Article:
The expectation was that in 2015 America would be able to be taken off its low interest rate medication. This remains the plan. But higher rates may curtail progress. Investment, already slow, may fall. A stronger dollar, already up over 20% will affect corporate profits and export competitiveness. It may trigger financial market instability.
The condition of Europe and Japan are more desperate. Europe’s tentative recovery was driven by negative short term rates, massive QE, a weaker Euro (driven in part by these policies) and low oil prices. But the continent has a deteriorating outlook with economists hunting for second decimal points of improvement with microscopes.
German exports to emerging markets are slowing. The Volkswagen emissions scandal has brought into question much vaunted European technical prowess. European debt problems remain unresolved. In the aftermath of the attacks in Paris, the French government have announced that they will not abide by deficit and debt limits. Italy refuses to bring public finances under control, despite a worsening debt-to-GDP ratio.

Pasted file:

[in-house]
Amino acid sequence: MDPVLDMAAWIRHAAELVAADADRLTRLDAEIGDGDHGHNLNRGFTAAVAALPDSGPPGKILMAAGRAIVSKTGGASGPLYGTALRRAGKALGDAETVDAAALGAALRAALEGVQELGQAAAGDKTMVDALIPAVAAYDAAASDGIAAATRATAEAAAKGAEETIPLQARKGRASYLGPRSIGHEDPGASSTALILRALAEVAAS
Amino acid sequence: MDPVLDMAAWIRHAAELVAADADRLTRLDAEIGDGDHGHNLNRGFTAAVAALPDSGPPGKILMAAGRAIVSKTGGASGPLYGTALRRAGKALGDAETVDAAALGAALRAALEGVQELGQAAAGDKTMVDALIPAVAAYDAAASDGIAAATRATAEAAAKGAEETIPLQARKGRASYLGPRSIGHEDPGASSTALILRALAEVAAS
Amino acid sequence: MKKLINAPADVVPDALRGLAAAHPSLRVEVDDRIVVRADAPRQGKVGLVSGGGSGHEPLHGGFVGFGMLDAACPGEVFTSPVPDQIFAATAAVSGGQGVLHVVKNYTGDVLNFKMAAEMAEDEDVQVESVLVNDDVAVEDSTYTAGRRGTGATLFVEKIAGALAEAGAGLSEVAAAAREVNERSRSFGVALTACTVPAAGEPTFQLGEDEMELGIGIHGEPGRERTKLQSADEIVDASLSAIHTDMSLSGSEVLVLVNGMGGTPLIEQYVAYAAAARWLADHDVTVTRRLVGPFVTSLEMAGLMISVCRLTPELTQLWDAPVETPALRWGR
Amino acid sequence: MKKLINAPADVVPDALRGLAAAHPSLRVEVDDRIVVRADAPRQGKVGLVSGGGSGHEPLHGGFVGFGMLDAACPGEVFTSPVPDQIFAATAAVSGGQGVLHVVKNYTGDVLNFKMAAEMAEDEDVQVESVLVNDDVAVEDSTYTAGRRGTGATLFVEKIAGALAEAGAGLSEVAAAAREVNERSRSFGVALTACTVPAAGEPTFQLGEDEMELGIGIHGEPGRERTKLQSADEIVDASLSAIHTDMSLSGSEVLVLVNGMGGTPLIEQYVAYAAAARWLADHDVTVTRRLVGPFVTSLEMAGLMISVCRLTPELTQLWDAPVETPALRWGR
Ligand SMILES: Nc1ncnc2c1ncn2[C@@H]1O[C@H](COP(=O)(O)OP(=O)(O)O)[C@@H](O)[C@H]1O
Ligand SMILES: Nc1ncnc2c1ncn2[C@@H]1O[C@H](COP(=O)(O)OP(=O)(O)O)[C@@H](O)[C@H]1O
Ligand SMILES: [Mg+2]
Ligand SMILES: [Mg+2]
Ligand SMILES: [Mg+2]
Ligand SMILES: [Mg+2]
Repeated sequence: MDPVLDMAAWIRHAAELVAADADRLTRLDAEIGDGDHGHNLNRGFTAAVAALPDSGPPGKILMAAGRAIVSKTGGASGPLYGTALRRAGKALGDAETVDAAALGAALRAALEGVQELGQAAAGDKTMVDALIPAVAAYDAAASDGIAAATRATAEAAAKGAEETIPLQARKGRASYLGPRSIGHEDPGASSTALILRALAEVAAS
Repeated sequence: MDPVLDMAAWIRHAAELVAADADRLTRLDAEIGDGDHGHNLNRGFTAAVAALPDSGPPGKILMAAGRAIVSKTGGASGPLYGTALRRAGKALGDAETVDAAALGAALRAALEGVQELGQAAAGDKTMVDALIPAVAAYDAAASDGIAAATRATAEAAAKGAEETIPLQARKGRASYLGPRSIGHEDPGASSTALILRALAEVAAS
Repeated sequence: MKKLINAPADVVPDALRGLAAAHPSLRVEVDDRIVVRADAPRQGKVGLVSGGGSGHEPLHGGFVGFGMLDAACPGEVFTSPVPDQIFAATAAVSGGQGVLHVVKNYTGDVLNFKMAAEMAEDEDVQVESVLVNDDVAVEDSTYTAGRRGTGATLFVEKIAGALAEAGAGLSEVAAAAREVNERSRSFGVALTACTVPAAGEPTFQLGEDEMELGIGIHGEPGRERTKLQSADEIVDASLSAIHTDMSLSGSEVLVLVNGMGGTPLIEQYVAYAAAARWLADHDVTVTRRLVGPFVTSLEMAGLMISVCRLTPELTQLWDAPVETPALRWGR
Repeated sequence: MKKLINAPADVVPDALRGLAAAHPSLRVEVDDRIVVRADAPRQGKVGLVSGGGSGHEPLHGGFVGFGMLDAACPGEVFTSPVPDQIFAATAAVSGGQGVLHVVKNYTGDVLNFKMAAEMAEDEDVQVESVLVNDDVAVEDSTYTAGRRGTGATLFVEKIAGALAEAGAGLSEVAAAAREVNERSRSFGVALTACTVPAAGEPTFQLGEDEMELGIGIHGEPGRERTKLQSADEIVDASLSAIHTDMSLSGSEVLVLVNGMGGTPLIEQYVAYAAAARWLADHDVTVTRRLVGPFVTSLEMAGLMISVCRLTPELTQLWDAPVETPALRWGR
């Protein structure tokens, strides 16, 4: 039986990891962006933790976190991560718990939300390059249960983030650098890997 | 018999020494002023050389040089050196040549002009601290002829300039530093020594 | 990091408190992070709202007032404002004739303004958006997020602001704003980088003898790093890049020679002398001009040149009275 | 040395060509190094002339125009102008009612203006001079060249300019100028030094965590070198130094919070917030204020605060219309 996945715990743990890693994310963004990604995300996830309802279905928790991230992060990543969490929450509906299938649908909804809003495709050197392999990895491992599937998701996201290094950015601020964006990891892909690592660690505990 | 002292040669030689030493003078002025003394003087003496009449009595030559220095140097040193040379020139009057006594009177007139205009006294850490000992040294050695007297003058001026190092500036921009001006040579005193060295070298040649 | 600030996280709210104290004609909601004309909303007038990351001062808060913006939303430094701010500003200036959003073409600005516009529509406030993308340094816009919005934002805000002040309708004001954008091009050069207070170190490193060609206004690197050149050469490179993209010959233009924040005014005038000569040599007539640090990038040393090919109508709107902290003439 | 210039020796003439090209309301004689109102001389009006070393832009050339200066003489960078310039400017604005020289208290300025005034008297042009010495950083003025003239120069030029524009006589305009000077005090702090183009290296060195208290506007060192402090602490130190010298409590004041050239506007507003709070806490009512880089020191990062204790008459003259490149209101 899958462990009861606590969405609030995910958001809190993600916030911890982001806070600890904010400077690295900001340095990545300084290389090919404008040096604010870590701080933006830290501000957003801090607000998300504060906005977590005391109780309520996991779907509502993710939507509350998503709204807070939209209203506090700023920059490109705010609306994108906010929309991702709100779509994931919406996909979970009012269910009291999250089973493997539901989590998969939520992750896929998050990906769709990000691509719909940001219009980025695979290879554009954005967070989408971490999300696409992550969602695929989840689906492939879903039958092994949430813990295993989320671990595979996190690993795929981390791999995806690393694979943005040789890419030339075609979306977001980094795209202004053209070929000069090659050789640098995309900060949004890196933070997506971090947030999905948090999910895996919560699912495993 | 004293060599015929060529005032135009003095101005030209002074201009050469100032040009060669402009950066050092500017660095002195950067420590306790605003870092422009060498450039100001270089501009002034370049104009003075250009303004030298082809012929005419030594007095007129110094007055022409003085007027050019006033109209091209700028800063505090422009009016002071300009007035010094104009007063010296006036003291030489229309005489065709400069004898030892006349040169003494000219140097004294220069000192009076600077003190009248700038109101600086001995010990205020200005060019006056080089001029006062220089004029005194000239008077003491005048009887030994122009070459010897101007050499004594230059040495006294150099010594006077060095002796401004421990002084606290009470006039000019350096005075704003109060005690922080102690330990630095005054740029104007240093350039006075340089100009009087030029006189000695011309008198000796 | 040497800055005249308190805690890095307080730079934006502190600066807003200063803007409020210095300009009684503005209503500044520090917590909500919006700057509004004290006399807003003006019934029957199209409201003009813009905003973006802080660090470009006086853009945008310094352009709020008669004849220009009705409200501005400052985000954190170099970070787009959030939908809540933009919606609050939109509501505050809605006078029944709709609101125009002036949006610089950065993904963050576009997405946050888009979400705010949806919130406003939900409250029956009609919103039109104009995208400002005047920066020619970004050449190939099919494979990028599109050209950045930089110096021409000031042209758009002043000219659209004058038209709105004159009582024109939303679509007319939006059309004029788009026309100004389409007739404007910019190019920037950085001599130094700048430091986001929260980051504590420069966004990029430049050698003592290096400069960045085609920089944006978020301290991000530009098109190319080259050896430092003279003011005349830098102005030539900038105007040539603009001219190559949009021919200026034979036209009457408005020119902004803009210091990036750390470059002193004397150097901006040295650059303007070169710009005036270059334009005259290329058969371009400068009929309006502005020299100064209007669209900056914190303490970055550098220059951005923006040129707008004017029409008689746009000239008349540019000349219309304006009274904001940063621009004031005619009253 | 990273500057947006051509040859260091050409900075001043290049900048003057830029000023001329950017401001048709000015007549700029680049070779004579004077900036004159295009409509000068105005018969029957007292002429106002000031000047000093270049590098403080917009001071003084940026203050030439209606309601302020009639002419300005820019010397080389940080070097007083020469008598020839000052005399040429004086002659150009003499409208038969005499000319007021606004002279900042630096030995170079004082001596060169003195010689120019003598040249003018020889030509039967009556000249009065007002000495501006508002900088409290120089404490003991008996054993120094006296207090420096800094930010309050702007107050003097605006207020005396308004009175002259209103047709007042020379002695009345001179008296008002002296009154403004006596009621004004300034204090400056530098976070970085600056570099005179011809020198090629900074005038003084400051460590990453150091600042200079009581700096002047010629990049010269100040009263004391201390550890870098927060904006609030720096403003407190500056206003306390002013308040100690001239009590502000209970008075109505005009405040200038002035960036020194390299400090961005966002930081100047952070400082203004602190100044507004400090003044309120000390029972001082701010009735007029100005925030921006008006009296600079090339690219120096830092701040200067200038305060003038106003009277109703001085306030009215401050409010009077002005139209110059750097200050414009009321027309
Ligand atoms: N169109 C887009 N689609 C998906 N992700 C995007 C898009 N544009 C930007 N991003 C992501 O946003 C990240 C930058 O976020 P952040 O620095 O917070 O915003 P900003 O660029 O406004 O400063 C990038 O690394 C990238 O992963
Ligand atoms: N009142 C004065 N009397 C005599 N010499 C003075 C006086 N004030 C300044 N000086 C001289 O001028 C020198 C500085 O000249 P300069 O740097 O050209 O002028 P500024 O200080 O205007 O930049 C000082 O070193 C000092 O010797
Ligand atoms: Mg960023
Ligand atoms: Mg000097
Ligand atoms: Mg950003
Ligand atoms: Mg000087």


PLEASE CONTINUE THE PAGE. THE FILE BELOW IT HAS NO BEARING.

Greece is likely to be in spotlight, with a relapse probable. The government will find it difficult to meet bailout conditions raising the issue of default, Grexit or both amidst growing reluctance for further support. Portugal’s new government, an uneasy coalition between foes, has sworn allegiance to the EU and the Euro but is seeking major concessions. With the highest total debt-to-GDP in the EU, a Portuguese debt restructuring, explicit or de facto, is not unimaginable.
Despite positive talk, Spain’s public finances remain poor and unemployment unsustainably high. The recovery remains uneven with excessive reliance on domestic consumption and exports, primarily automobiles, to other European countries. With no clear winner emerging in the 2015 election, Spain remains vulnerable to political instability.
Europe’s refugee crisis may boost economic activity but is expensive, at around